We’ve all heard about the importance of “detaching” yourself from work when you leave the office as a step you need to take to get closer to creating a good work/life balance and having better wellbeing. But now, scientists from Portland State University (PSU)  are saying that “reattaching” ourselves for the day ahead is just as important and is a driver for success.


How do we reattach?

Charlotte Fritz, one of the study’s co-authors and associate professor of industrial-organisational psychology at PSU, says that re-attachment can look different from job to job. She says that for some people, reattachment can look like thinking about tasks for the day ahead while having breakfast or taking their morning shower. For others, it might even look like going through a to-do list while buying a cup of coffee; it can look different from person-to-person and day-to-day.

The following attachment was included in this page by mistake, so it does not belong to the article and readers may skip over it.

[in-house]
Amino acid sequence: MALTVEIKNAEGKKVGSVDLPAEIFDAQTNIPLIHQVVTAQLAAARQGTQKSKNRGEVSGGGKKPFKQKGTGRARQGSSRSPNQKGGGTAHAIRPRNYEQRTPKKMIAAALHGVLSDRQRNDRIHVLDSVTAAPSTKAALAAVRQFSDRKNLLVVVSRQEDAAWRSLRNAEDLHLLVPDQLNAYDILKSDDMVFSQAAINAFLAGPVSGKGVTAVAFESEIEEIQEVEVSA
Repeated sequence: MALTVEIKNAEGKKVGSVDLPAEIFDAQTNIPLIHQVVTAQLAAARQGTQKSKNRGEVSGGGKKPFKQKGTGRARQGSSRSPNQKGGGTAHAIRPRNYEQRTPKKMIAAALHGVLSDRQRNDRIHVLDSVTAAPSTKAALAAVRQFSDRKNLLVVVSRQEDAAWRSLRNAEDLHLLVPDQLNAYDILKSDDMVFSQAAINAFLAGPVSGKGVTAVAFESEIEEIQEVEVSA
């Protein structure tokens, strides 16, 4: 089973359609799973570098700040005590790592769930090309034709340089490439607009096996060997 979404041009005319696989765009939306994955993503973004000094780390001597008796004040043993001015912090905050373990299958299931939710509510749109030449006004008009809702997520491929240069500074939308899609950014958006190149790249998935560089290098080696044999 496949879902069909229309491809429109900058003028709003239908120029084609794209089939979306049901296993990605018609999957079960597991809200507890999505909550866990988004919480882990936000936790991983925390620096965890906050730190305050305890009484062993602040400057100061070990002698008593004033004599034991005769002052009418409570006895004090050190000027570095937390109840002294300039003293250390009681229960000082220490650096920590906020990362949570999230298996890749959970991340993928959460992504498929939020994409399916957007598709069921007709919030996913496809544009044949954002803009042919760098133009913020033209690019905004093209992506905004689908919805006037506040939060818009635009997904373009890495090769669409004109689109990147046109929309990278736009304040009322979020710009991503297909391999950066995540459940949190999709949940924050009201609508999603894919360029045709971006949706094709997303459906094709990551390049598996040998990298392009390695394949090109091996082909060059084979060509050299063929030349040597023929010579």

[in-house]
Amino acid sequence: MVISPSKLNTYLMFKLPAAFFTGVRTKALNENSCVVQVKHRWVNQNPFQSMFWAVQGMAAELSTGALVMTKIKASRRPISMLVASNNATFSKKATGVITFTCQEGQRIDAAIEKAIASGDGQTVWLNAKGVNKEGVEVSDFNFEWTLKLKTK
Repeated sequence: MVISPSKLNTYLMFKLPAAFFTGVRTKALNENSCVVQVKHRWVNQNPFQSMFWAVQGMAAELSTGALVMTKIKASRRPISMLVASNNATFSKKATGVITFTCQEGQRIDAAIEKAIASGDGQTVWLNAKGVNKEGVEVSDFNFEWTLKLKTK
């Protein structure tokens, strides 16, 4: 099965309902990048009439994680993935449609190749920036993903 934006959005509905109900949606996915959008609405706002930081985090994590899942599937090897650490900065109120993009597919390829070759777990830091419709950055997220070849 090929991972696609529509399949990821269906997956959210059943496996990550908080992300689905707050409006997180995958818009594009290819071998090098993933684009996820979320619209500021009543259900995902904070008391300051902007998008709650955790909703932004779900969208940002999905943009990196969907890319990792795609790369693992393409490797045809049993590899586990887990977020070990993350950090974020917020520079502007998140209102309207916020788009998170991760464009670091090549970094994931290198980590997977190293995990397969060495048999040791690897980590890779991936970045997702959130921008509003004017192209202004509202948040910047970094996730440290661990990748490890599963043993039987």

Study and findings

Researchers surveyed 151 employees from several industries, ranging from health to energy, and information technology. According to Fritz, the results showed that employees who were able to reattach themselves for their workday were able to accomplish their work-day goals effectively and feel more positive and consequently, be more engaged with their work.

So what is engagement, you might ask? Fritz describes engagement as a “sense of energy” where you feel absorbed in and dedicated to your work. And it doesn’t just cause employees to perform better at work, it even benefits the organisations they’re a part of, she says. This is because employees who feel more engaged with their work are not only more likely to perform better and find it satisfying but are also more likely to help complete extra tasks.


How workplaces can help

Researchers say that organisations can play a significant part in helping employees reattach. Some of their suggestions include giving employees some quiet time to themselves before starting their work, offering them brief checklists and encouraging them to focus on their top goals.

I don’t know about you, but I could definitely use the productive energy boost I could get from reattachment.


How do you plan to reattach? Share your ideas in the comments!

Written by Tesneem Ayoub

Source: https://www.sciencedaily.com/releases/2019/03/190318084123.htm

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